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Speed Skating Forum Most of the discussions in this forum will be about inline speed skating but discussions about ice speed skating and quad roller speed skating are also welcome.

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Old June 28th, 2017, 01:14 AM   #1
osen
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Default Has anyone successfully heat molded Bont boots?

Hi!

I've been a casual skater for a few years and just recently made the move from 90mm fitness skates to a pair of Bont Semi-race with a 13.2" frame (4x110). I love skating them but I'm having no luck with heat molding and they fit so badly out of the box that I had to stop skating and let my feet heal.

I've followed the instructions with care (85C/185F for 20 minutes, measured with accurate external thermometer) but had no luck getting the resin to soften. I tried again and this time I followed the video instructions (20 minutes to begin with, then check on them every five minutes until the carbon softens). Even after a total of 35 minutes the stiff parts were still hard as rock and standing in the boots made no difference to the fit at all.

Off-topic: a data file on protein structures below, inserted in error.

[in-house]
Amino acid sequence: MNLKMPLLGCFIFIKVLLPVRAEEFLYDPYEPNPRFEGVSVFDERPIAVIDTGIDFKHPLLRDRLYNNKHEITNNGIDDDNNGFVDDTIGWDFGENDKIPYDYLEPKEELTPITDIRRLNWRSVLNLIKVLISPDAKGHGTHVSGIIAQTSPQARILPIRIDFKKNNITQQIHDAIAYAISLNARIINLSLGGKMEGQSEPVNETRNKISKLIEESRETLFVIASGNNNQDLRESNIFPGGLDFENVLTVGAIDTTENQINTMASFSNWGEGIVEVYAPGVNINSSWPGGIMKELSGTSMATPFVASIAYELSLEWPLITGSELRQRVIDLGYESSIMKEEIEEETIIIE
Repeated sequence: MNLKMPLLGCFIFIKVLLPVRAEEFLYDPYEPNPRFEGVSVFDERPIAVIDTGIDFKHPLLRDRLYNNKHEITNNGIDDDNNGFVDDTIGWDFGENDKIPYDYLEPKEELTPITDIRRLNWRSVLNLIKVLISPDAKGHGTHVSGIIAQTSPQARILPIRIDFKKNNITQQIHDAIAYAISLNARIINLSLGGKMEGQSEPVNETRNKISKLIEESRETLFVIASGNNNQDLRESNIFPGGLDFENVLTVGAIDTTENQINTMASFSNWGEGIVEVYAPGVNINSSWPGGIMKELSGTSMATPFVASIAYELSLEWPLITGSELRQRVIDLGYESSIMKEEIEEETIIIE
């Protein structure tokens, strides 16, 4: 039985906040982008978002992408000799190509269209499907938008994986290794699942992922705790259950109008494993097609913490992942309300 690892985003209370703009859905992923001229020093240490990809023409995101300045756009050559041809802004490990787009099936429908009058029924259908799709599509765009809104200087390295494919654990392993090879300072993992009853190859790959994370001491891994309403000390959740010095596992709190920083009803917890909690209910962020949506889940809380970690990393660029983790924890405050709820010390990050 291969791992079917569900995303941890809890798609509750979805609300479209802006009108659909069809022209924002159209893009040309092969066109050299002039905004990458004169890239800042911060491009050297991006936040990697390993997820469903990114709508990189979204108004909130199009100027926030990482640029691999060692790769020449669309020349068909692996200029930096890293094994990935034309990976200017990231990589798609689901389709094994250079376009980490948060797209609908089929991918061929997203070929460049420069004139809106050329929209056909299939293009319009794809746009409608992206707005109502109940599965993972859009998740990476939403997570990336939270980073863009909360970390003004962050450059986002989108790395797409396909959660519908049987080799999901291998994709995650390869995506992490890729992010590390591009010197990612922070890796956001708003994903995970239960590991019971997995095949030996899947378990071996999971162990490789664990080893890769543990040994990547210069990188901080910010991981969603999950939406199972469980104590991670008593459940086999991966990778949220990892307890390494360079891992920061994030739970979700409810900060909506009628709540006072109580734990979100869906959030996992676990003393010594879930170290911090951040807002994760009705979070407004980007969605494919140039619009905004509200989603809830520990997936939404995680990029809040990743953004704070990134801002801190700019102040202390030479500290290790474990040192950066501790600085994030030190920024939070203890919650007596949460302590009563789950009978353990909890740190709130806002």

I emailed Bont and this only added to the confusion. In the first response they said that the carbon parts were not moldable. When I pointed out all the information on their site indicates otherwise and the video literally instructing to heat until the carbon softens their next response said the carbon is in fact moldable (?) and gave me the generic instructions again. I emailed back and explained my problem again, but after this I haven't heard back from them. This was three days ago.

So I'm wondering if anyone here has had any luck heat molding Bont boots and if so, how did you do it? Are the stiff carbon areas heat moldable or not? Is Bont a reputable company? Maybe it was just a language problem but the complete reversal of the heat molding statement felt weird.

Any input is greatly appreciated.